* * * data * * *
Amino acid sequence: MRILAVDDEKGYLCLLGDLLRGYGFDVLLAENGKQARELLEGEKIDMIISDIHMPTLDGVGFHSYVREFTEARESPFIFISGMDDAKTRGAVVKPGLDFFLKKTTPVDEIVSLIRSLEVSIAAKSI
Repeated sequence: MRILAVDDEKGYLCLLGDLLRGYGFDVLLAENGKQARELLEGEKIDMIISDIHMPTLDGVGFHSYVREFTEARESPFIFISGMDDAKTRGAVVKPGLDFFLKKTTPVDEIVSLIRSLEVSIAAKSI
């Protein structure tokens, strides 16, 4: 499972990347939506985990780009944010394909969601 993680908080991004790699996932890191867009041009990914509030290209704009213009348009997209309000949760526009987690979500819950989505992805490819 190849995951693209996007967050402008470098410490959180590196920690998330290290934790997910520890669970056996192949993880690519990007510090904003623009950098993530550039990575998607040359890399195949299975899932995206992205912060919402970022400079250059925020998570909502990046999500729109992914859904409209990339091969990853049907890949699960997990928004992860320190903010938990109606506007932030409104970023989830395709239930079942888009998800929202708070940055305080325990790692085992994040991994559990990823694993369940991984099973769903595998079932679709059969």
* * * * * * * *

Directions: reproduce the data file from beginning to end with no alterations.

Amino acid sequence: MRILAVDDEKGYLCLLGDLLRGYGFDVLLAENGKQARELLEGEKIDMIISDIHMPTLDGVGFHSYVREFTEARESPFIFISGMDDAKTRGAVVKPGLDFFLKKTTPVDEIVSLIRSLEVSIAAKSI
Repeated sequence: MRILAVDDEKGYLCLLGDLLRGYGFDVLLAENGKQARELLEGEKIDMIISDIHMPTLDGVGFHSYVREFTEARESPFIFISGMDDAKTRGAVVKPGLDFFLKKTTPVDEIVSLIRSLEVSIAAKSI
């Protein structure tokens, strides 16, 4: 499972990347939506985990780009944010394909969601 993680908080991004790699996932890191867009041009990914509030290209704009213009348009997209309000949760526009987690979500819950989505992805490819 190849995951693209996007967050402008470098410490959180590196920690998330290290934790997910520890669970056996192949993880690519990007510090904003623009950098993530550039990575998607040359890399195949299975899932995206992205912060919402970022400079250059925020998570909502990046999500729109992914859904409209990339091969990853049907890949699960997990928004992860320190903010938990109606506007932030409104970023989830395709239930079942888009998800929202708070940055305080325990790692085992994040991994559990990823694993369940991984099973769903595998079932679709059969």